Gaia in Action: Science of the Living Earth
Floris Books, 1996 - Science - 351 pages
James Lovelock's Gaia theory, which views the Earth as a living organism, is widely seen as a vital change in our scientific and cultural outlook on the planet we inhabit. The environmental and political implications of this theory are immense and wide-ranging. It suggests rich and revealing areas of scientific research, as well as inviting a critical look at some traditional aspects of our inherited scientific attitudes.
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Sketch for a History of the Idea of the Biosphere
Jim Lovelocks Gaia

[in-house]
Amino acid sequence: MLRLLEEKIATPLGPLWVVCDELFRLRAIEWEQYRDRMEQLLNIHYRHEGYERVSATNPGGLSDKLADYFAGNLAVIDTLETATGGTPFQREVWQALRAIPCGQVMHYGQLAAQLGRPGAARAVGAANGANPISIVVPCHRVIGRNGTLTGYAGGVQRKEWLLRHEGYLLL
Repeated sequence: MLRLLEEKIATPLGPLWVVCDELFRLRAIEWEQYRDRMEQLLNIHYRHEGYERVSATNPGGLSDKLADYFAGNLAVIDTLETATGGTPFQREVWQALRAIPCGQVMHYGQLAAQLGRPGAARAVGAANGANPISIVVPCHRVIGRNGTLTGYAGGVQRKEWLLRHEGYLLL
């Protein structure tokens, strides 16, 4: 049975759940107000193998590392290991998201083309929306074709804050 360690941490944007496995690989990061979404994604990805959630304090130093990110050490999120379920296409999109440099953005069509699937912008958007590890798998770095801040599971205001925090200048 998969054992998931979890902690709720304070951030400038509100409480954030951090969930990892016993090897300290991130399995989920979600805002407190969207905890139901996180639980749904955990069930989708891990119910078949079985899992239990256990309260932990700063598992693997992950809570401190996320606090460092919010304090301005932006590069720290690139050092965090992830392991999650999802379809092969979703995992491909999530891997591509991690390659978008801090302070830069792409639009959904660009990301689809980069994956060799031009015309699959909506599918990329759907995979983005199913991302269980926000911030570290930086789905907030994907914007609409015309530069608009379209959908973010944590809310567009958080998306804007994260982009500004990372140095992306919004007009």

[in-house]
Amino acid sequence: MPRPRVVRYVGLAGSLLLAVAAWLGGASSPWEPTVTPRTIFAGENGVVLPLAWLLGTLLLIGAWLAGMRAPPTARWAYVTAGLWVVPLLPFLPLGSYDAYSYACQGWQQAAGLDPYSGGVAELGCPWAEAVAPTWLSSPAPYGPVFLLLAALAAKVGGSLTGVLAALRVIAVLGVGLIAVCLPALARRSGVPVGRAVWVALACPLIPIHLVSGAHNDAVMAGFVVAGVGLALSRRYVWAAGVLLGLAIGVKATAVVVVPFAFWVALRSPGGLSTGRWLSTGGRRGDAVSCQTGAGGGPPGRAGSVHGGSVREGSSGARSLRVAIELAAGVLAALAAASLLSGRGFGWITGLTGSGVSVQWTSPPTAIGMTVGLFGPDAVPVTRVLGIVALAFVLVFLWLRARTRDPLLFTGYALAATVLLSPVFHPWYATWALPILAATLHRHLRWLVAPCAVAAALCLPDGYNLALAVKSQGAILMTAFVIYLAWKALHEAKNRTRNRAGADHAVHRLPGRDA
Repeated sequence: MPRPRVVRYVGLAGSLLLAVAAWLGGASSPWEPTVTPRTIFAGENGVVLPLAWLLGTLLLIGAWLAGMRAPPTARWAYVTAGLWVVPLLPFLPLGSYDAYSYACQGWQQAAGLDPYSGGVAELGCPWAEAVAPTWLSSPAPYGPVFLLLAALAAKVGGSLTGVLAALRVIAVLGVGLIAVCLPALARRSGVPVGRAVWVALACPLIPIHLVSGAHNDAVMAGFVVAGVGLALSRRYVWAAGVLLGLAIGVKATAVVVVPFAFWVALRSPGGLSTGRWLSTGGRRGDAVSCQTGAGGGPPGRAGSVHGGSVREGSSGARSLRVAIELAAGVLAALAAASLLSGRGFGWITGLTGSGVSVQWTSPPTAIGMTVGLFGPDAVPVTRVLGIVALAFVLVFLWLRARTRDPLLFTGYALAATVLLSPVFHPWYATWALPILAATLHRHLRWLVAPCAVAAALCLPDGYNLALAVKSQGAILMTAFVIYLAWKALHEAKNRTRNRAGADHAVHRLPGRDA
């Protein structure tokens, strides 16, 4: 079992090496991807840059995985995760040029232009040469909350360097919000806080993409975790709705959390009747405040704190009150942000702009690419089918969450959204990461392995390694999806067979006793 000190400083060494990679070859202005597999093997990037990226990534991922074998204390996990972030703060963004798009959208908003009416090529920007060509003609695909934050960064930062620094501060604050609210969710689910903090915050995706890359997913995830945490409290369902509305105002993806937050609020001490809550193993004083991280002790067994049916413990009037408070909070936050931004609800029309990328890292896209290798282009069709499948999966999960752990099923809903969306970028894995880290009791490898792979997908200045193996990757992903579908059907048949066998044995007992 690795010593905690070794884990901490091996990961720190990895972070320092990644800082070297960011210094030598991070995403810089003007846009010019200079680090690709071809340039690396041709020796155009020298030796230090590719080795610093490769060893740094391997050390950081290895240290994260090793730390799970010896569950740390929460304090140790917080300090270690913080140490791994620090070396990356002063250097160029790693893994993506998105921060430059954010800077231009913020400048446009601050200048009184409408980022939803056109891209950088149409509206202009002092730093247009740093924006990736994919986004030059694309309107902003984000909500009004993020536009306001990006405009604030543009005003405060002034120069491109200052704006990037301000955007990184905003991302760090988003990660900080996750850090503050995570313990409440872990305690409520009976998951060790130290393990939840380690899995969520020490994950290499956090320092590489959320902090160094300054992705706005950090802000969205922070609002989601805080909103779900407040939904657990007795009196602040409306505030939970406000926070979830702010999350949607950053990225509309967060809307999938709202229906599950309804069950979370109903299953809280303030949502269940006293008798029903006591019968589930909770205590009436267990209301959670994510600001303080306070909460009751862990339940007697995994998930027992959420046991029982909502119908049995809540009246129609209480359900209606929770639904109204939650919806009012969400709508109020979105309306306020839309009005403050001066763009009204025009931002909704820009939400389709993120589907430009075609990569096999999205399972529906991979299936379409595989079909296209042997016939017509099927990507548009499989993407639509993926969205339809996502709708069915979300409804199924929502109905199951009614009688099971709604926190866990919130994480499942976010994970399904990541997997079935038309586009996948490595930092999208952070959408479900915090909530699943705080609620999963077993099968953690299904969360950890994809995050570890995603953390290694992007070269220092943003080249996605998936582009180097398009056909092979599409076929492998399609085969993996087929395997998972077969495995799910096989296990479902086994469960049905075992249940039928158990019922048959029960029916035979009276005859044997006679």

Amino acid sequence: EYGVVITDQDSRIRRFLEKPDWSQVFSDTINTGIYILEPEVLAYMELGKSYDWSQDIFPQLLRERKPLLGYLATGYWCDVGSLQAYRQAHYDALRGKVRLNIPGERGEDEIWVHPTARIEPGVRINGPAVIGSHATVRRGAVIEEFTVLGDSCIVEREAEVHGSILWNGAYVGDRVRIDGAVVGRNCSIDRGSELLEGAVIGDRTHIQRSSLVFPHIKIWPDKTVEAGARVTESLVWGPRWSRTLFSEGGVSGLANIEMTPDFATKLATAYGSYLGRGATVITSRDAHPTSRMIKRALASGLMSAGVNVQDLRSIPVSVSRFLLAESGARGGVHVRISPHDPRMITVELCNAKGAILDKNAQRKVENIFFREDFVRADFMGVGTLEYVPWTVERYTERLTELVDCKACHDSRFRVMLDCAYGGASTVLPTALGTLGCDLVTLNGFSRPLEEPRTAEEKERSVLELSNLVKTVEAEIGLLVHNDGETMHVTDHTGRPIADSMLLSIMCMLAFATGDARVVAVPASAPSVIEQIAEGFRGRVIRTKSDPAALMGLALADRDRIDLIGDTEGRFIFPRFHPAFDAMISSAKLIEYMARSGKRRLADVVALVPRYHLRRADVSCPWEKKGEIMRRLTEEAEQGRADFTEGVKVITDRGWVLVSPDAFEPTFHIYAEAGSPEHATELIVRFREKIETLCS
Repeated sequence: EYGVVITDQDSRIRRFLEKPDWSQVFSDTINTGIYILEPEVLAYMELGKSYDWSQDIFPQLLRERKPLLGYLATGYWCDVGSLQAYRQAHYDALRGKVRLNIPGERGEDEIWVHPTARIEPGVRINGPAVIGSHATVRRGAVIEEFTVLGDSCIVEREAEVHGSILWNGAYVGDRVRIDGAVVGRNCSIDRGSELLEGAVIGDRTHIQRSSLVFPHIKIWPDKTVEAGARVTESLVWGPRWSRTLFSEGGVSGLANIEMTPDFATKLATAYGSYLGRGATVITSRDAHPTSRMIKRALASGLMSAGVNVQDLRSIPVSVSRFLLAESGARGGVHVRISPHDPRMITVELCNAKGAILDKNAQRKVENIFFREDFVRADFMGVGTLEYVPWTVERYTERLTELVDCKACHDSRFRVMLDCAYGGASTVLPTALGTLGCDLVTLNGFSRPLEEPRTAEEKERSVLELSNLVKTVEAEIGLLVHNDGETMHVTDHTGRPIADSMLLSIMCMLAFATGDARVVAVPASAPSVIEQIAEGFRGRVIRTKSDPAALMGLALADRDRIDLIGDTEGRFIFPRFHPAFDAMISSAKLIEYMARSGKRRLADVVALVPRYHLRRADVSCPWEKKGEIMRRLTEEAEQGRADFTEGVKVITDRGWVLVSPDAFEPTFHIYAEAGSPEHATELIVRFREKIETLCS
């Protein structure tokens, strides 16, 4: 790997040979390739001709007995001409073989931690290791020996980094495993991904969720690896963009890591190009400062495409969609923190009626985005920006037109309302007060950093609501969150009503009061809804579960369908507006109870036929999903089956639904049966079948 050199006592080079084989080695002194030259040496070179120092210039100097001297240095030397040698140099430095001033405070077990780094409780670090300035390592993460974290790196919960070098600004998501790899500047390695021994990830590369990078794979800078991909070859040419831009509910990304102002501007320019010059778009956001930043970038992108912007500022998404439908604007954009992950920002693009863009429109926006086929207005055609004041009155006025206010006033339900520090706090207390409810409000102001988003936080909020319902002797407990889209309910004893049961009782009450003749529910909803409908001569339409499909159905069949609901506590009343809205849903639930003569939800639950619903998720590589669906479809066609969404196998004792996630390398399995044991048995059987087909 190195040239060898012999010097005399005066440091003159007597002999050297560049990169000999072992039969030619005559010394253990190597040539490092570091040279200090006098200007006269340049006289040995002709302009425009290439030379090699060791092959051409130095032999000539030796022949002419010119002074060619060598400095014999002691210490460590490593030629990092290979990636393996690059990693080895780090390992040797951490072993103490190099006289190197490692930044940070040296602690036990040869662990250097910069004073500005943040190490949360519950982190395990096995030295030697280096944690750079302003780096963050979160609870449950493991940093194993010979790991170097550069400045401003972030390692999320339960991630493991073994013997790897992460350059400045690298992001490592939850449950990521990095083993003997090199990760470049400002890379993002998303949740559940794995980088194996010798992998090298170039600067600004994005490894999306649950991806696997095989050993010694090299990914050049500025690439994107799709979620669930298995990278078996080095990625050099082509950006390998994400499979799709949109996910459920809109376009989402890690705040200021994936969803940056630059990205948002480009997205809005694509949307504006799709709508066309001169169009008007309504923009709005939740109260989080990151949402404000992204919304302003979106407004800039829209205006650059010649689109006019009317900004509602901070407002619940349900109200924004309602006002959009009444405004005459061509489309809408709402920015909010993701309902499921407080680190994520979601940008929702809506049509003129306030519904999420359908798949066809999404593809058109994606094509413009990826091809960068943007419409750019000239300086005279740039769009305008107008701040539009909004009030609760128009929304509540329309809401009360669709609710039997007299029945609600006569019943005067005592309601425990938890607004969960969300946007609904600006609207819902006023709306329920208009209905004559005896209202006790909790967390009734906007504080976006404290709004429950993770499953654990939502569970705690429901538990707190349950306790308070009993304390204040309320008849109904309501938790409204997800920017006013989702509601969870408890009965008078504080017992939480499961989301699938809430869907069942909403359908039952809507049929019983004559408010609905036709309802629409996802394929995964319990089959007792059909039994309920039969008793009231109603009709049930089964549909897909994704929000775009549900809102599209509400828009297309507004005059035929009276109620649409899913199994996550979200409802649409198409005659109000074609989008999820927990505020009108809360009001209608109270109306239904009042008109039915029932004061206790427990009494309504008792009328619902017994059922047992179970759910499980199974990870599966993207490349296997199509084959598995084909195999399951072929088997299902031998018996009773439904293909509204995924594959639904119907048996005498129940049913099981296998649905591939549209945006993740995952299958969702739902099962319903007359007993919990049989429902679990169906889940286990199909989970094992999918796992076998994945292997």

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activity algae animals association atmosphere autopoiesis autopoietic bacteria behaviour biological biologists biophotons biosphere biota black daisies carbon dioxide cells chemical chemoautotrophic coherent competition complex concept cooperative crust culture cycle Daisyworld digest dynamic Earth earthworms ecology ecosystems elements energy environment environmental ethical eukaryotes evolution evolutionary example existence feedback functions Gaia hypothesis Gaia thesis Gaian gases geological geophysiology global hence human hydrogen hydrothermal vents implications important increase individual industrial interactions invertebrates Krumbein layers living matter living organisms living systems Lovelock luminosity machine maloca maloquero Margulis material mechanism metabolic metaphor microbial mutual mutualistic natural selection nitrogen noosphere nutrients oceans organic matter oxygen photosynthesis physical physiological planet planetary plate tectonics production regulation relationship result rocks scientific scientists sediments social society soil species stability Suess sulphide sulphur surface symbiogenesis symbiosis symbiotic temperature termites theory tion undulipodia University Vernadsky Vernadsky's white daisies